I haven’t gotten all the way through, but from the first 6 or 7 chapters, the way Paul’s letter seems totally unreal still seems unreal. Like, I don’t know (or particularly care) what it means to be born in the law, dead to the law, born to sin, dead to sin. It just doesn’t seem all that applicable to my life *as it is presented here*, so I feel no urgency for grace.

  10. John,

    I accept your Mormon credentials. Still, can you not see that you changed the discussion from the baby to the bath water? I don’t to talk about the bath water. It is always grimy–that’s the residue of getting ourselves clean. I believe our doctrine remains one of grace and many of us are working from within to help our family and friends see the gospel and doctrine in that light. I too am a long-lived Mormon, relatively longer in my case than yours. I study every other week with my Christian neighbors in my immediate neighbor’s garage. We had a nice discussion on this just the other day. I agree, discussion from the POV of legalism leads to self-justification. Discussion from the POV of Grace leads to gratitude. Any attempt by a Mormon to self-justify by the performance of good deeds has missed the boat and will at some point suffer with not understanding why they can’t more fully feel HIs love in their lives–until they return to Christ as the only justifying influence. But it not only can be done in Mormonism it can be done in spades. He has so much love to give to those who love and serve Him. I have not read the book in question. Don’t need to. I feel the authors understanding because I have felt it from that point of view and recognize it when I see it. I hope we will feel to applaud any effort within the church or out which leads to greater understanding of God’s grace.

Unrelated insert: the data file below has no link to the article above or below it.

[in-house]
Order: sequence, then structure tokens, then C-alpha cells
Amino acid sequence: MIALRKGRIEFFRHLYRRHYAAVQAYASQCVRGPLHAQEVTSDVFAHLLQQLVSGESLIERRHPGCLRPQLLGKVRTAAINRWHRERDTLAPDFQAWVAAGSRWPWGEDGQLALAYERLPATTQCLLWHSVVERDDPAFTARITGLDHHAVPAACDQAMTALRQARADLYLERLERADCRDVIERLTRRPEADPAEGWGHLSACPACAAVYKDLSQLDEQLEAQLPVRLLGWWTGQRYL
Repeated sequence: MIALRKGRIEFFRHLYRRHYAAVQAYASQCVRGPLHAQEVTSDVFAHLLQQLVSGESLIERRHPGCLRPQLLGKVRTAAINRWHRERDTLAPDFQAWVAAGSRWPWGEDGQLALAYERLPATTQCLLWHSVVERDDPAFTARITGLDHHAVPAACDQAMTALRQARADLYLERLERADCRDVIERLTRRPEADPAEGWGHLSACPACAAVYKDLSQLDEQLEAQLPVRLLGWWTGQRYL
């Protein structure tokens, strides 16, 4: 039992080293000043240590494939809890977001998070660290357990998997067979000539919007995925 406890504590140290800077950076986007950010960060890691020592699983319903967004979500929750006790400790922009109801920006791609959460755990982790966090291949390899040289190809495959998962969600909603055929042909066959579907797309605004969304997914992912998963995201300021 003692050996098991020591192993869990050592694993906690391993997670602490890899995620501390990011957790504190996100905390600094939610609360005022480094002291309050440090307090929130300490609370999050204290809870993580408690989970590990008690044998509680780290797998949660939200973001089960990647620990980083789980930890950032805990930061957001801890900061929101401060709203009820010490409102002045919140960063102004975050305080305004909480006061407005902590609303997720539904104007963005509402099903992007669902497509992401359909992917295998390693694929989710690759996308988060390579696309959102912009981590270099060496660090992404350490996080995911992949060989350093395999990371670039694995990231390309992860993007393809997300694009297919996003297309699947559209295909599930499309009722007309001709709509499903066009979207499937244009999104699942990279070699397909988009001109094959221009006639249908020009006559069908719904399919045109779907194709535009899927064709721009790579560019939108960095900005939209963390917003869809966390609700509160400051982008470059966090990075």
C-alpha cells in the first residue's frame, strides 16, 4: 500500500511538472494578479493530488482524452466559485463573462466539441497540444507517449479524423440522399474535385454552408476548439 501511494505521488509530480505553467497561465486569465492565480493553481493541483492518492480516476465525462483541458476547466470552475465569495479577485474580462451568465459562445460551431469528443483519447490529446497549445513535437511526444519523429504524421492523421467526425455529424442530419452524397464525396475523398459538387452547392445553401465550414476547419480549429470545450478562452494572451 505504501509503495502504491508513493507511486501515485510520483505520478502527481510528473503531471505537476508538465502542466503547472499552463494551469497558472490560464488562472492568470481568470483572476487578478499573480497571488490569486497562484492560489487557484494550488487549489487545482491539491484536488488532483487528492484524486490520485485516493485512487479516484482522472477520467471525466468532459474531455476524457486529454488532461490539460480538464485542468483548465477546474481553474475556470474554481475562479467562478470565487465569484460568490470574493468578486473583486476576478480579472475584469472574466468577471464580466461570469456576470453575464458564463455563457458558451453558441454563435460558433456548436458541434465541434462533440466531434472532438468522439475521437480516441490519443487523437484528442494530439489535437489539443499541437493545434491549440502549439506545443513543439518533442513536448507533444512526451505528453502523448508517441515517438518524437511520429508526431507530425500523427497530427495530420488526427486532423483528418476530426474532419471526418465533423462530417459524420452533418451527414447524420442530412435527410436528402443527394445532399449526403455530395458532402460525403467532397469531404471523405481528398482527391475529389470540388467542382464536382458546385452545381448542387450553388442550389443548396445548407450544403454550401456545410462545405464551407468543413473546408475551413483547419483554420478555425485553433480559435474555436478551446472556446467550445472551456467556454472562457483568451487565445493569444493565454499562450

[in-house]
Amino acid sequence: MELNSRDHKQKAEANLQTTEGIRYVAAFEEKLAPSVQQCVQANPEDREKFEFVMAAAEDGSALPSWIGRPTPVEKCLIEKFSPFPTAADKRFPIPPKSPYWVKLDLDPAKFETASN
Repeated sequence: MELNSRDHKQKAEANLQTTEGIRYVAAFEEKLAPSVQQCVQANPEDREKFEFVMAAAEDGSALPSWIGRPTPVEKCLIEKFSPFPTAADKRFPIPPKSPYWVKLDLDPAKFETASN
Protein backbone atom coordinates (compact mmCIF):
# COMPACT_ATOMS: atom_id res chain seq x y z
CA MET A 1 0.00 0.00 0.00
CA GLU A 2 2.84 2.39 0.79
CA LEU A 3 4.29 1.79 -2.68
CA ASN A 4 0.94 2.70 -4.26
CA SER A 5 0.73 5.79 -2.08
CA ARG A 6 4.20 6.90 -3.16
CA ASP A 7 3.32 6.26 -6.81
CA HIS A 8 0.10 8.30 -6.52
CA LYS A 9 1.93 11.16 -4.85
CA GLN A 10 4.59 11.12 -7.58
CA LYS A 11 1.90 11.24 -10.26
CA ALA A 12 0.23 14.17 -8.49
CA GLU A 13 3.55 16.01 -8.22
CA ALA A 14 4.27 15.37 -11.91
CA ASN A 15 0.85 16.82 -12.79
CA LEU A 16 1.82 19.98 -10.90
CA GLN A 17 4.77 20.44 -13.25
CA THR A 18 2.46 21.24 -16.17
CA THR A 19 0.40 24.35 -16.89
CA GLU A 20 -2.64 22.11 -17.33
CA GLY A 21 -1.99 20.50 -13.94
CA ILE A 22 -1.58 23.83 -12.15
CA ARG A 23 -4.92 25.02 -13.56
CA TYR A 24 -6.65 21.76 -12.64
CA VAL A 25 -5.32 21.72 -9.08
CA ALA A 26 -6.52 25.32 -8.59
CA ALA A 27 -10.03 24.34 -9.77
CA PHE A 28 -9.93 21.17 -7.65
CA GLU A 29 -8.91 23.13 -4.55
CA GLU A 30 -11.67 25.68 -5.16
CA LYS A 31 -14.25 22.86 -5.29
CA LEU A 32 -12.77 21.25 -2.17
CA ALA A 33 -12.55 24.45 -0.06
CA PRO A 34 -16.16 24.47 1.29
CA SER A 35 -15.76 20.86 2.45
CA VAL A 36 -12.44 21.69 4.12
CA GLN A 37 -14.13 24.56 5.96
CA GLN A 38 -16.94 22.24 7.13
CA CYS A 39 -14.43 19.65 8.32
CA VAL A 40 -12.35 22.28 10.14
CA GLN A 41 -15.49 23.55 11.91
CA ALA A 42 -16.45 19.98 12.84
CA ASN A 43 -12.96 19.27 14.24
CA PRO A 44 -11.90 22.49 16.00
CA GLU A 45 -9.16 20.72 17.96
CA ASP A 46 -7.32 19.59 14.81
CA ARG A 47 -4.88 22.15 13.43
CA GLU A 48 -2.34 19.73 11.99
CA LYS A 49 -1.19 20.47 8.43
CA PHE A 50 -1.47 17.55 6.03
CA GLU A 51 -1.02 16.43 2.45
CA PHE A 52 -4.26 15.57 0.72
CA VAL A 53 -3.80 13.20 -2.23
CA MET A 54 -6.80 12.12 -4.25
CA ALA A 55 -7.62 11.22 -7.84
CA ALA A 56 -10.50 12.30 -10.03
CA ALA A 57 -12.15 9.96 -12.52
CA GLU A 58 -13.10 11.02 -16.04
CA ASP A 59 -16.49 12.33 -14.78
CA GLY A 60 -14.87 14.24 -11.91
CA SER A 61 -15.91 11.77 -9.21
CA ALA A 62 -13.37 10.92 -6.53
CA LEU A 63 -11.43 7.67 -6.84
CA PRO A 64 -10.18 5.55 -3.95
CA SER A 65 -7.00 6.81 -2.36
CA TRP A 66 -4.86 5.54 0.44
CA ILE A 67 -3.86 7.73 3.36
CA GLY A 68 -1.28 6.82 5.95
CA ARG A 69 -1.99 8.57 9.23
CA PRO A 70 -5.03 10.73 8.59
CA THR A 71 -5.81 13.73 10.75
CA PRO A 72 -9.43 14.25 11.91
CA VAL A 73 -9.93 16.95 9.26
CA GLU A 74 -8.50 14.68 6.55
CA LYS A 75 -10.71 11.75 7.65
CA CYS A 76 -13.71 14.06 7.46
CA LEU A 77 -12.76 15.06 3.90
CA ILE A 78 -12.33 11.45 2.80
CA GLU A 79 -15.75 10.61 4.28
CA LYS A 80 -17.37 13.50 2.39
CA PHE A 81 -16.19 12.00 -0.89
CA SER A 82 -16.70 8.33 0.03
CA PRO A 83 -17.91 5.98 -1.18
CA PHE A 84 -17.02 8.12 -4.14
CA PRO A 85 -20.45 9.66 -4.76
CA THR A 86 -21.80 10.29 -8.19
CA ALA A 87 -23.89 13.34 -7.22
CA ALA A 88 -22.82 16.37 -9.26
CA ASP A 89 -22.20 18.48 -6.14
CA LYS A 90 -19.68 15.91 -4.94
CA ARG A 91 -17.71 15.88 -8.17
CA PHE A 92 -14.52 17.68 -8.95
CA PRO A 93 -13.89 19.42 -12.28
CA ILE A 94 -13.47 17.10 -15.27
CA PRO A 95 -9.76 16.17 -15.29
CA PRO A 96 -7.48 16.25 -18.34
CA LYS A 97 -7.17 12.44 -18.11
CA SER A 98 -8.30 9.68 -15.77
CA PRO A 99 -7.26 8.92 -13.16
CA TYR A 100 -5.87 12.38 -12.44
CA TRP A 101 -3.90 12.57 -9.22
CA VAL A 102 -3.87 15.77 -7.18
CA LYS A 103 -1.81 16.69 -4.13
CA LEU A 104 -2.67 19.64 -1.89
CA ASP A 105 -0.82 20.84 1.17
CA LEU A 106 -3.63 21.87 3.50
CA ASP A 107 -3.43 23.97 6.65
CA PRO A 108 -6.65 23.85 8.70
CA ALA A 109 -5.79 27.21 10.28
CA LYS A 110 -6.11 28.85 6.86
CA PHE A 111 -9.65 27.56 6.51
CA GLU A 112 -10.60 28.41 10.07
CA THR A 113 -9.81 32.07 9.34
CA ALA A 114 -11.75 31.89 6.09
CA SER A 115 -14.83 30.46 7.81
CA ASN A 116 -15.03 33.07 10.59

11. Joel,

    I suspect your beliefs about grace are the same as mine. But mine led me out of the church. You seem fine in it. I guess that’s okay.

  12. Methinks someone perhaps didn’t know Mormon doctrine. Grace is in it through and through. It’s not always called grace. But then it’s not always called that in the Bible either. I still think Paul presents things in a tad convoluted way. Romans being one of the key texts. But it’s Mormon through and through.

  13. Adam, I’m wondering how you would compare your translation with Eugene Peterson’s, found in The Message, who seems to share your goal.

    As to Romans relating to Mormon concepts of grace, I have no problem saying that Luther and much of the Protestant tradition that have followed him, get Roman’s wrong. They seem curiously uninterested in who Paul was, who he was writing to and why. Instead just reading it like Mormons read the Book of Mormon, as if context was unavailable to us.

  14. Agree with Christian on this one: I think Romans and Galatians have historically been read out of context. The late Krister Stendahl (former dean of the Harvard Divinity School and Lutheran Bishop of Stockholm) put it this way:

    “[A] doctrine of justification by faith was hammered out by Paul for the very specific and limited
    purpose of defending the rights of Gentile converts to be full and genuine heirs to the promises of God to Israel . . . . In none of [Paul’s] writings does he give us information about what he thought to be proper in these matters for Jewish Christians. . . .

    “We tend to read [Paul] as if his question was: On what grounds, on what terms, are we to be saved? . . . But Paul was chiefly concerned about the relation between Jews and Gentiles—and in the development of this concern he used as one of his arguments the idea of justification by faith. . . . If we read Paul’s answer to the question of how Gentiles become heirs to God’s promises to Israel as if he were responding to Luther’s pangs of conscience, it becomes obvious that we are taking the Pauline answer out of its original context” (Paul among Jews and Gentiles [Philadelphia: Fortress Press, 1976], 2-3).